As you may have heard, Google have decided to step into the Operating System arena by releasing one aimed at revolutionising the desktop OS market. At launch, it will be targeted at the lightweight ‘netbook’ range of devices specifically for people who require regular, rapid access to the Internet. Information coming from the Mountain View chocolate factory is that it uses the Linux kernel using a ‘new windowing system’, presumably their own GUI rather than relying on X Windows and KDE or Gnome. Presumably it is a rework of the Android platform to better support larger screens, keyboards and mice, although they do say that the two projects are not intertwined. The OS also has Chrome Browser built in and is designed to be an interface into ‘cloud’ computing resources that have been talked about over the last couple of years. Because the big G now provides ‘office’ resources such as E-Mail, Documents, Spreadsheets and Presentations online, they don’t see the point in having massive computing resources on the desk to write a simple document, when their server infrastructure can provide that for free (on the basis that they’ll sell advertising to you) provided you can get online.
Its an interesting approach to take, and it will be interesting to see how it pans out. However, I do have a few concerns. Firstly, the Internet is NOT yet all pervasive. Sure, you might have it wall to wall at home, and you may have access in the office. You may even have 3G on your phone or via a dongle to get online whilst you’re mobile, but you don’t have to travel very far to enter an internet black hole. For example in our Office, I can get HSDPA access with T-Mobile and 3 Internet, but BT/Vodafone barely even has a 2G signal. Likewise driving home, even though I travel the M6 corridor, one of the busiest routes on the motorway network, there are at least 3 spots where the signal drops out completely. At the moment, this isn’t a problem, because you don’t need access to the net 100% of the time to write a document or update your e-mail. But if you’re sat there with a blank screen because your network has dropped out, frustration levels soon start to set in.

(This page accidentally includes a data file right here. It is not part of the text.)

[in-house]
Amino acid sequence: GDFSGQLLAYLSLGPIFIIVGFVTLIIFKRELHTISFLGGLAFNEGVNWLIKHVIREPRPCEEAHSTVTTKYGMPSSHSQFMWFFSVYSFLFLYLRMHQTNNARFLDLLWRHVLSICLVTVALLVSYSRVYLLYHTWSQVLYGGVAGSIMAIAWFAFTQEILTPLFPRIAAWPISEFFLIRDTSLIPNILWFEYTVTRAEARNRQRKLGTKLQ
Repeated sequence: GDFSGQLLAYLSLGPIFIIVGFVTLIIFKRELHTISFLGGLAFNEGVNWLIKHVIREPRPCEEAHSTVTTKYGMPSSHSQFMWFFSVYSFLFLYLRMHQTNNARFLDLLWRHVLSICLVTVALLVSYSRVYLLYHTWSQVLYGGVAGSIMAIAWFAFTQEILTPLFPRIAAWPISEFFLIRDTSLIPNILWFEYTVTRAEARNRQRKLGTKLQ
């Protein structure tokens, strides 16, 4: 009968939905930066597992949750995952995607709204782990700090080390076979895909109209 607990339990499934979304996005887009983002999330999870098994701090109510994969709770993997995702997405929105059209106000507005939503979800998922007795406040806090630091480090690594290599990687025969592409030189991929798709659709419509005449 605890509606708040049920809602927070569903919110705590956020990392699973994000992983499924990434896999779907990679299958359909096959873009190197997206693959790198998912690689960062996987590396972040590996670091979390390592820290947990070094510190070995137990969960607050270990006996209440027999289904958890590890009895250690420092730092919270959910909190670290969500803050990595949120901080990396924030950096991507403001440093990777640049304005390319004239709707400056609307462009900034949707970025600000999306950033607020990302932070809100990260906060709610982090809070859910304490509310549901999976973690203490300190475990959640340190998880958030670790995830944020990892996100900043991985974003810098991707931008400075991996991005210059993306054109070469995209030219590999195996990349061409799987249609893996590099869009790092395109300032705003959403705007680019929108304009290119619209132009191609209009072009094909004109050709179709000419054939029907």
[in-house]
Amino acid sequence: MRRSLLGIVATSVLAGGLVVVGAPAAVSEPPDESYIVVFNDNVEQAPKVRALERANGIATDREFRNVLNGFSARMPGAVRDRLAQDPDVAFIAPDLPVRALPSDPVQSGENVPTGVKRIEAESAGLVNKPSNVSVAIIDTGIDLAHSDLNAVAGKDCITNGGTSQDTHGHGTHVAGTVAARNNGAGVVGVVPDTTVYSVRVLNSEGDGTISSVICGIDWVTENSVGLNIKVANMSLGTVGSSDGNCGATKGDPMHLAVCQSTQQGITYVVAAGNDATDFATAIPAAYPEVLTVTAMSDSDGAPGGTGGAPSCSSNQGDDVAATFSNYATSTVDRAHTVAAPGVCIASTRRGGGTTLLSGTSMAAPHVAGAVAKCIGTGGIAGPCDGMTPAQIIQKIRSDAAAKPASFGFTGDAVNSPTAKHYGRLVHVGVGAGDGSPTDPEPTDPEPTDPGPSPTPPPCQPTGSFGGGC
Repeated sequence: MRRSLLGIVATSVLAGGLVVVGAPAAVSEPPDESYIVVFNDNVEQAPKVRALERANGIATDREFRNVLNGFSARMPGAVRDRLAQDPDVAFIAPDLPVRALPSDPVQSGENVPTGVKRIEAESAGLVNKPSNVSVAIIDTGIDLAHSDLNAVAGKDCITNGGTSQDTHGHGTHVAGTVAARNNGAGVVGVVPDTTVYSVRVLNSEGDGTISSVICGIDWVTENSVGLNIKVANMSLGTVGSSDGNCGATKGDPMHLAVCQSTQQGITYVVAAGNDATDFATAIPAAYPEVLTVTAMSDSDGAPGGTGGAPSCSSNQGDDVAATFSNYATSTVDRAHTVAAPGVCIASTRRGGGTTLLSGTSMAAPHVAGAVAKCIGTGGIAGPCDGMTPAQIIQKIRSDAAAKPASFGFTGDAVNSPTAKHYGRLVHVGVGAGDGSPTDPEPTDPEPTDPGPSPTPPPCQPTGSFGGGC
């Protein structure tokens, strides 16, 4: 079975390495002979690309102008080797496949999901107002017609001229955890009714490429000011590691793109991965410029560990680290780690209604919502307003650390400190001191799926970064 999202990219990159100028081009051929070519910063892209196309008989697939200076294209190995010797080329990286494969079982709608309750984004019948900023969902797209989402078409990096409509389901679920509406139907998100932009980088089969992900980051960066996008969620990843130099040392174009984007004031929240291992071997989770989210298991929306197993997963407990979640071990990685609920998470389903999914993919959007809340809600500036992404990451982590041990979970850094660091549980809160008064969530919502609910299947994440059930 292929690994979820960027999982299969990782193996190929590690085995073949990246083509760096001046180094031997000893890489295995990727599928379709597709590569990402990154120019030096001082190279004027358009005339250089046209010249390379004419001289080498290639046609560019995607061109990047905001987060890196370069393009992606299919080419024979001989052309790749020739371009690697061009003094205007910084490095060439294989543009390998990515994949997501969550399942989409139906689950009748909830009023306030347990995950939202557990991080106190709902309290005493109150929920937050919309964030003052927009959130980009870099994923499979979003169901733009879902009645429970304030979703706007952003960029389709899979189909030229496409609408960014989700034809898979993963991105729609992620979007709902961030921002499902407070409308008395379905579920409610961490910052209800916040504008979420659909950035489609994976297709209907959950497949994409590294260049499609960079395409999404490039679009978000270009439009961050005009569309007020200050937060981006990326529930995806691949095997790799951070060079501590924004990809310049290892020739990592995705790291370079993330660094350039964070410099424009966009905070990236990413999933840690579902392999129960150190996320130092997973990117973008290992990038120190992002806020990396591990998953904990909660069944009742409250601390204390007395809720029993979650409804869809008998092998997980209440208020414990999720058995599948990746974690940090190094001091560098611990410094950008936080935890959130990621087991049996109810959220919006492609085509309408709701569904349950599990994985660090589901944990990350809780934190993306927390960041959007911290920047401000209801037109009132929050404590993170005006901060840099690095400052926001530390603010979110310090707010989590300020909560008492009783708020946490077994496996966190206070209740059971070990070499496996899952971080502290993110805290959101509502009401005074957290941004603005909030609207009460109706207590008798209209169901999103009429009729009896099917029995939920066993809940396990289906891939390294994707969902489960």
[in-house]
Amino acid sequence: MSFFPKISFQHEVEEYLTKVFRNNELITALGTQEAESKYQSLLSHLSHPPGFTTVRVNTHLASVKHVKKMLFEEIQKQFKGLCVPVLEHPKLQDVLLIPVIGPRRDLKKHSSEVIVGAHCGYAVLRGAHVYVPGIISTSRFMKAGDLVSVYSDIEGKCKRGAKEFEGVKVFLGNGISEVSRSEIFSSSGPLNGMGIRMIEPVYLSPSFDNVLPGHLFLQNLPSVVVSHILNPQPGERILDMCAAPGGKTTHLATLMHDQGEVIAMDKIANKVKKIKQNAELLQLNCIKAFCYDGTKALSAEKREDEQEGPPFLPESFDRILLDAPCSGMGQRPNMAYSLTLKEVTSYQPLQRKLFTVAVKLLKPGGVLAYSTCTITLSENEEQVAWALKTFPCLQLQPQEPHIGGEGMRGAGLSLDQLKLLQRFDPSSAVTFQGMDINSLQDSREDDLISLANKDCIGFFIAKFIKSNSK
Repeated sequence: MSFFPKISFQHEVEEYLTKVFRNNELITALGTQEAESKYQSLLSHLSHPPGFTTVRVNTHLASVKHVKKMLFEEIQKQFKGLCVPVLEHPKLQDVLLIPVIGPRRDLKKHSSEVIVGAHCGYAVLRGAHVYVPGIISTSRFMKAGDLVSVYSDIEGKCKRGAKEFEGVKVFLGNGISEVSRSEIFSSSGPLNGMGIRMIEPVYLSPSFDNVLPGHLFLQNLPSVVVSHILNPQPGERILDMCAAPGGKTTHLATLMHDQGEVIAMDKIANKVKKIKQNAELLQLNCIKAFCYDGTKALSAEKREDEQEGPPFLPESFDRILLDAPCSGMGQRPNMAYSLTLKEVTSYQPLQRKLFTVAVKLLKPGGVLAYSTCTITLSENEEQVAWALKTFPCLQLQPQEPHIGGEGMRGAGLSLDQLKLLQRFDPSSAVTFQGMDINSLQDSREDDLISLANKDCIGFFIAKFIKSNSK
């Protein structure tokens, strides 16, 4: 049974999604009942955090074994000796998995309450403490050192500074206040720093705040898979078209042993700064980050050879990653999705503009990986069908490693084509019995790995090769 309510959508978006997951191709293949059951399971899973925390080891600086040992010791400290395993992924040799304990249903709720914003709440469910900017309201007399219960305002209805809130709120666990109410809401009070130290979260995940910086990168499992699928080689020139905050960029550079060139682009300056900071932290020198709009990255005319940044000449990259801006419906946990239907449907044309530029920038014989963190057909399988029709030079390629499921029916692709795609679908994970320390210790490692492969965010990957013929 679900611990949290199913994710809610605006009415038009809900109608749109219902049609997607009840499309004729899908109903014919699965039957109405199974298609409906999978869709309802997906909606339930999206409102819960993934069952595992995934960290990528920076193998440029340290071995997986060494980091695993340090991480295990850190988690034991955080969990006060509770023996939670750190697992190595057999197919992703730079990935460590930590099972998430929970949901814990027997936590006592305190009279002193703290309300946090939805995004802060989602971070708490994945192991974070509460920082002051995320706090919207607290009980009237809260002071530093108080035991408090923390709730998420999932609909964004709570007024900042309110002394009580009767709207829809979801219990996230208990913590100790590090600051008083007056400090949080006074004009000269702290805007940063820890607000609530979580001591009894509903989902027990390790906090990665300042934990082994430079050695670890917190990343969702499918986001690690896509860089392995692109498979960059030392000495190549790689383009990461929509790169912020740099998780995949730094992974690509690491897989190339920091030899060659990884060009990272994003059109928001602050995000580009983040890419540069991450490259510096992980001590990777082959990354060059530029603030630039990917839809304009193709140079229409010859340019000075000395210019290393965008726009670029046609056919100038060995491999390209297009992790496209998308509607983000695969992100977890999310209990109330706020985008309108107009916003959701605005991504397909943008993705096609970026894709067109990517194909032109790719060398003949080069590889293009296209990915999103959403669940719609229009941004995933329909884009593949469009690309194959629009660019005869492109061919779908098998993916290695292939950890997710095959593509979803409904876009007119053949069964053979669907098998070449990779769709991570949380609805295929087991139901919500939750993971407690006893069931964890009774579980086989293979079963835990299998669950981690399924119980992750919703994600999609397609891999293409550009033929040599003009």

Of course, you can get round all this with offline synchronisation, which is the one thing currently missing from another cloud computing environment you may be exposed to – Citrix. However, you’re then NOT working in the cloud when you’re working offline, which means more storage, processing and memory requirements, defeating the point of a lightweight computing model.
Maybe my fears are unfounded, or will be addressed when 4G (WiMax or LTE) appears, but I still can’t see full coverage if you’re stuck up a mountain somewhere miles from the nearest transmitter. Still, I await this project with interest and see how it pans out in the battle with Microsoft and the soon to be released Windows 7. Its good to see Linux continuing to make inroads into the end user environment, I just hope it doesn’t become the pervasive kernel standard to the detriment of other Linux projects.
You may have heard the tale attributed to various IT Thinkers of the early 20th century but generally now attributed to be Thomas Watson of the IBM Corporation. The quote believed to be from 1943 goes “There is maybe a world market for maybe five computers”, ironic considering how ubiquitous computing now is. But the point is that Google is now building a single massive global computer (a mainframe if you will) that we all have access to via what could be pretty ‘dumb’ devices. This computer currently runs the worlds most popular search engine, it hosts videos, allows you to go shopping and send Emails. In 50 years time, will computing be done not at the desk, but in ‘the world’? Will we access the internet in the same manor that we access electricity today? We currently plug an electrical appliance into a socket and it works using electricity. In the future, will we plug a terminal into a socket and the internet ‘just works’. Don’t be surprised if we move to a “pay for what you use” ‘net where you don’t buy access to the grid, but you do buy access to the resources you use just like the utilities of today.